To flourish, we need a way to bring good things in and get unproductive things out of our systems. One of the tougher de-tox ideas is to forgiveness.
I don’t like that word! I’ve lived, studied and worked with leaders in the forgiveness and reconciliation movement. The word “forgive” never resonated. For some reason – illogical and incorrect though it is – I can’t shake the idea that forgiveness means saying “What they did was all right.” My heart has no pride and is not willing to deal with my dictionary.
But one day I thought, “Even if X wanted to make restitution I would not accept X’s money. It really wouldn’t make a difference at this point.”
And then I thought, “I don’t want to be the person I was when that harm was done. That feels like a big step back.”
I felt something shifting inside of me and decided to run with it.
I thought, “What if I lose nothing in this process but the knot in my stomach? After all, I’m better at reading whether or not a person has my best interest at heart.”
And then the surprising idea popped out: “What if I burned the receipt?” (I didn’t have to tell the person.) “What if I refuse to keep anything related to that person in my psyche and home?”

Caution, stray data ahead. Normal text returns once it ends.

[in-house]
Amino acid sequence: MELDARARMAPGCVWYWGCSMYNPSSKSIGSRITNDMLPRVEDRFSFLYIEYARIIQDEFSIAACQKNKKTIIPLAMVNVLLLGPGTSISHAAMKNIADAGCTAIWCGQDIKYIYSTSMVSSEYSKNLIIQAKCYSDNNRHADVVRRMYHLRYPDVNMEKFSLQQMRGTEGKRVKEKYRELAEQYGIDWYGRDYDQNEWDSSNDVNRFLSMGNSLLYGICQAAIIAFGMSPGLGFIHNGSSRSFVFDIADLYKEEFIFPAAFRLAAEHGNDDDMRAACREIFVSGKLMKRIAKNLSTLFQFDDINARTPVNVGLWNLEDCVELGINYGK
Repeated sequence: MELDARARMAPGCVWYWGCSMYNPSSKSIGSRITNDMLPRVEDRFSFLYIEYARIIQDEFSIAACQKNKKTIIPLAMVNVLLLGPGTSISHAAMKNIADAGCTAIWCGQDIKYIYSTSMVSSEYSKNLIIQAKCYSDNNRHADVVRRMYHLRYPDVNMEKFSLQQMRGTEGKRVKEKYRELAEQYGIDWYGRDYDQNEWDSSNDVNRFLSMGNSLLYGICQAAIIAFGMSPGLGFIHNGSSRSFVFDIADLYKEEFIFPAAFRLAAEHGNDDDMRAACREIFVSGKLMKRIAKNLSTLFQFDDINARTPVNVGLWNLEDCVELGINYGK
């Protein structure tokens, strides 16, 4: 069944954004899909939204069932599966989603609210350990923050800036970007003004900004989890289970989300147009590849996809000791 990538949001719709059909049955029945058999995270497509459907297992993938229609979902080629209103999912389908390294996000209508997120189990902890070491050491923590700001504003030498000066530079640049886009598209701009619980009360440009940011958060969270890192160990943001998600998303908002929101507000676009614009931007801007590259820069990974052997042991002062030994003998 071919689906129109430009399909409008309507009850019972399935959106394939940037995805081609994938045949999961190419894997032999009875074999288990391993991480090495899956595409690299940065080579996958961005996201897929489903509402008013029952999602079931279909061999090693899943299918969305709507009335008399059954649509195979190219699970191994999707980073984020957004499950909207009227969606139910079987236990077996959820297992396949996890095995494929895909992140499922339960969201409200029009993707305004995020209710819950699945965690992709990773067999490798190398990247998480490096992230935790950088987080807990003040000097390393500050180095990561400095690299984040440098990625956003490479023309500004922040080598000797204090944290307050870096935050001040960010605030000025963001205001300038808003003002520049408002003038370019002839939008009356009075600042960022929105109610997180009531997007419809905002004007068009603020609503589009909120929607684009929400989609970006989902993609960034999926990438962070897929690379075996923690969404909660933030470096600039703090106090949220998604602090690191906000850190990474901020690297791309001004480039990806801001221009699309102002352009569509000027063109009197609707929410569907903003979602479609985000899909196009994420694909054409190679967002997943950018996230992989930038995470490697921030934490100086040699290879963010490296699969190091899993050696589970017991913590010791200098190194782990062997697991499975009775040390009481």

Home run. That felt great.
And now when I see that person, I have trained my mind (which needs reminders) to say, ‘I don’t keep receipts from you! Your money is no good here because it won’t get me where I need to go.”
Me being me, I wrote a sonnet about it which I share here:
And let me keep the shortest of accounts
With those whose betrayals hurt me the most.
Return to my butcher’s bill? The amount
Was paid! I keep love and kindness close,
Trusting my heart that if a fateful day
Requires painful wisdom dearly bought
I’ll say with a free and easy heart, “May
I do the wise thing. May I not be caught
Up in bitter beliefs that warp my soul.”
I’ve glorious freedom knowing I’m done
With chasing debtors down. I’m in control.
Even if they’d paid, I’d not be whole. Run
To new life. That path is my own best friend.
When I refuse payment my suffering ends.
-Allegra Jordan, 2019.
May your days be merry and lighter this season!
PS: If you are interested in these (free) sonnets, check them out at reconciliationpoetry.com or workpoems.com. If you’d like to know about the work I do to help build flourishing communities with healthy leaders, go to allegrajordan.com for an overview.